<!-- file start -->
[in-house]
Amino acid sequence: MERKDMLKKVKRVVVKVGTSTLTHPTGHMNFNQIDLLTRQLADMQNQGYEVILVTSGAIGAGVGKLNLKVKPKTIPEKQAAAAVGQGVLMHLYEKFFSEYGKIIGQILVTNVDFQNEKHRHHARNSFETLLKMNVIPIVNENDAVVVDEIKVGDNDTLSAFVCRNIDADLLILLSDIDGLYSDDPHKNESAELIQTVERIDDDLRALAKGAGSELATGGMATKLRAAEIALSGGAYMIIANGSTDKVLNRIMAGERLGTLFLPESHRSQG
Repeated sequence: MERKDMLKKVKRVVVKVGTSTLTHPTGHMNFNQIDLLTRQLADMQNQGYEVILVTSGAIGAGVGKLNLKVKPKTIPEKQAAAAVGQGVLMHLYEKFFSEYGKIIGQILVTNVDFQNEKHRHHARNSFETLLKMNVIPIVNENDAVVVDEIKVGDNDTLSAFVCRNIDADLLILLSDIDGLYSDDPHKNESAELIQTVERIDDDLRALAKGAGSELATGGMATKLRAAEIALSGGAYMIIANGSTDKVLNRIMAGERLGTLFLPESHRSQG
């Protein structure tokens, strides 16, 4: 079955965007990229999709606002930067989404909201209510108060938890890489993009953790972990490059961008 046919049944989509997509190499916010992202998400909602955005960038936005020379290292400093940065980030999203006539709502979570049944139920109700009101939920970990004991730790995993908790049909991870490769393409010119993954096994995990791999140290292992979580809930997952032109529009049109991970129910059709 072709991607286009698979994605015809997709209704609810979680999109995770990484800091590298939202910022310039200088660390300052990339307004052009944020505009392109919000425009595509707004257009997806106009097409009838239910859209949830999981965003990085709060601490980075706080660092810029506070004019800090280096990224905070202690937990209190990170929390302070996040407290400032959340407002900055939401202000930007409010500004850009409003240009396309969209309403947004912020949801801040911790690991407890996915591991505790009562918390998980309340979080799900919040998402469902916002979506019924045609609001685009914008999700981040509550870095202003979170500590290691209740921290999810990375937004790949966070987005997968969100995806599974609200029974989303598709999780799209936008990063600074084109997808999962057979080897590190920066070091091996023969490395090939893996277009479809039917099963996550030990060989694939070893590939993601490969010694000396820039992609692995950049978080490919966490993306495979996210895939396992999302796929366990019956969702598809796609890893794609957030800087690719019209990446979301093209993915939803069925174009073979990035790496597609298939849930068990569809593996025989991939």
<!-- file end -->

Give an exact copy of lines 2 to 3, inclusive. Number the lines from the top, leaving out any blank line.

Amino acid sequence: MERKDMLKKVKRVVVKVGTSTLTHPTGHMNFNQIDLLTRQLADMQNQGYEVILVTSGAIGAGVGKLNLKVKPKTIPEKQAAAAVGQGVLMHLYEKFFSEYGKIIGQILVTNVDFQNEKHRHHARNSFETLLKMNVIPIVNENDAVVVDEIKVGDNDTLSAFVCRNIDADLLILLSDIDGLYSDDPHKNESAELIQTVERIDDDLRALAKGAGSELATGGMATKLRAAEIALSGGAYMIIANGSTDKVLNRIMAGERLGTLFLPESHRSQG
Repeated sequence: MERKDMLKKVKRVVVKVGTSTLTHPTGHMNFNQIDLLTRQLADMQNQGYEVILVTSGAIGAGVGKLNLKVKPKTIPEKQAAAAVGQGVLMHLYEKFFSEYGKIIGQILVTNVDFQNEKHRHHARNSFETLLKMNVIPIVNENDAVVVDEIKVGDNDTLSAFVCRNIDADLLILLSDIDGLYSDDPHKNESAELIQTVERIDDDLRALAKGAGSELATGGMATKLRAAEIALSGGAYMIIANGSTDKVLNRIMAGERLGTLFLPESHRSQG